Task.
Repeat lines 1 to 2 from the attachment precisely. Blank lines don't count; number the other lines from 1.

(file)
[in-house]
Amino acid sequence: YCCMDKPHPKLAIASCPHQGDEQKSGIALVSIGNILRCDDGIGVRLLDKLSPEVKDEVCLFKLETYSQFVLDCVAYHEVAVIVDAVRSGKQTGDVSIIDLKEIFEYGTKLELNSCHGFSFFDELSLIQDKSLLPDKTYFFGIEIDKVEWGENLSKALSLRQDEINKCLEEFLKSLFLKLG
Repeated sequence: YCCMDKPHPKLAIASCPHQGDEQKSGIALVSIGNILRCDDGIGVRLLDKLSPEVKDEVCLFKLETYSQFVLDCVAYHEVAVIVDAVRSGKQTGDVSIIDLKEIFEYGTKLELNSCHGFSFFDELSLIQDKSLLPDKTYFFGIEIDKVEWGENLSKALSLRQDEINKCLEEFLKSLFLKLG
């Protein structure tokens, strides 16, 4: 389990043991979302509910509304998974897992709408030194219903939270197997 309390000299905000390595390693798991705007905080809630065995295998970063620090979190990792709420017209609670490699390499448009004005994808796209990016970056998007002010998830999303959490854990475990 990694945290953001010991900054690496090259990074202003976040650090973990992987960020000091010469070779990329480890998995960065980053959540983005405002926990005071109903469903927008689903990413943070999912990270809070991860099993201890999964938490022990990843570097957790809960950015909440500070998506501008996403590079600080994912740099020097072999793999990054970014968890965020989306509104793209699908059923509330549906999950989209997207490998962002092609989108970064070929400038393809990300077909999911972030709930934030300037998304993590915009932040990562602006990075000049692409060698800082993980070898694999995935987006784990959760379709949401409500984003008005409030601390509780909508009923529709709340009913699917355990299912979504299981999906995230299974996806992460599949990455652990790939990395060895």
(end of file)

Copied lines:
[in-house]
Amino acid sequence: YCCMDKPHPKLAIASCPHQGDEQKSGIALVSIGNILRCDDGIGVRLLDKLSPEVKDEVCLFKLETYSQFVLDCVAYHEVAVIVDAVRSGKQTGDVSIIDLKEIFEYGTKLELNSCHGFSFFDELSLIQDKSLLPDKTYFFGIEIDKVEWGENLSKALSLRQDEINKCLEEFLKSLFLKLG